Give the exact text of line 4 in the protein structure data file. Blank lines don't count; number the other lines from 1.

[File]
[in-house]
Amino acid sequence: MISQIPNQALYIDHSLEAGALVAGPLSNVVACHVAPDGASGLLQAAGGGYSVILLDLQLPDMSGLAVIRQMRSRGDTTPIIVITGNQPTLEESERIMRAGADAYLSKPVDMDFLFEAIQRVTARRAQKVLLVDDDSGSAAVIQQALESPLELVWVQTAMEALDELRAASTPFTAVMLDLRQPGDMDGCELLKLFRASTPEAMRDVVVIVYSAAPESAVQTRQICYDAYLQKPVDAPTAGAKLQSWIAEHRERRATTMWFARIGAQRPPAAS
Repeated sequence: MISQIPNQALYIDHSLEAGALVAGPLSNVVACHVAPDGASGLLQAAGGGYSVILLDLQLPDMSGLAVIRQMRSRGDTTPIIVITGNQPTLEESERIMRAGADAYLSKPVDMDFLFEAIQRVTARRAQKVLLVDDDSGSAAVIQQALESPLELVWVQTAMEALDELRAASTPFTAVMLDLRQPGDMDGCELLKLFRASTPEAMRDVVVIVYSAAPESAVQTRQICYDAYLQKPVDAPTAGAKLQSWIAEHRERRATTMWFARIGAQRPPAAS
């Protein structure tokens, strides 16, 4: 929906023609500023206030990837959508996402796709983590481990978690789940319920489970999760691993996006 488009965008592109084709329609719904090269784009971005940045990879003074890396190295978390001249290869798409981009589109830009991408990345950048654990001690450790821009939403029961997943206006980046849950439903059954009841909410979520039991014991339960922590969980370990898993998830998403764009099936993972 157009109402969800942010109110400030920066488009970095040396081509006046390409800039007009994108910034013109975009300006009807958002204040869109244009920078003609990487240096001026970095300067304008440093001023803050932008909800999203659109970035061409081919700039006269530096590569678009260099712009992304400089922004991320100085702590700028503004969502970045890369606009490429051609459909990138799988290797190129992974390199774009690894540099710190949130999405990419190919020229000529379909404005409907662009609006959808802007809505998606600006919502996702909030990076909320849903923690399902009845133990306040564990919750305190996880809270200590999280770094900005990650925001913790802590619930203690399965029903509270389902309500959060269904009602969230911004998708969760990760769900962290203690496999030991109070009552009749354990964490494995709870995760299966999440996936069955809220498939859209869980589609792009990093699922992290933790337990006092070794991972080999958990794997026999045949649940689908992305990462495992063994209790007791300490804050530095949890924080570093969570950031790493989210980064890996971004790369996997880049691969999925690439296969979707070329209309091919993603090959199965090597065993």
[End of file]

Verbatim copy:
């Protein structure tokens, strides 16, 4: 929906023609500023206030990837959508996402796709983590481990978690789940319920489970999760691993996006 488009965008592109084709329609719904090269784009971005940045990879003074890396190295978390001249290869798409981009589109830009991408990345950048654990001690450790821009939403029961997943206006980046849950439903059954009841909410979520039991014991339960922590969980370990898993998830998403764009099936993972 157009109402969800942010109110400030920066488009970095040396081509006046390409800039007009994108910034013109975009300006009807958002204040869109244009920078003609990487240096001026970095300067304008440093001023803050932008909800999203659109970035061409081919700039006269530096590569678009260099712009992304400089922004991320100085702590700028503004969502970045890369606009490429051609459909990138799988290797190129992974390199774009690894540099710190949130999405990419190919020229000529379909404005409907662009609006959808802007809505998606600006919502996702909030990076909320849903923690399902009845133990306040564990919750305190996880809270200590999280770094900005990650925001913790802590619930203690399965029903509270389902309500959060269904009602969230911004998708969760990760769900962290203690496999030991109070009552009749354990964490494995709870995760299966999440996936069955809220498939859209869980589609792009990093699922992290933790337990006092070794991972080999958990794997026999045949649940689908992305990462495992063994209790007791300490804050530095949890924080570093969570950031790493989210980064890996971004790369996997880049691969999925690439296969979707070329209309091919993603090959199965090597065993």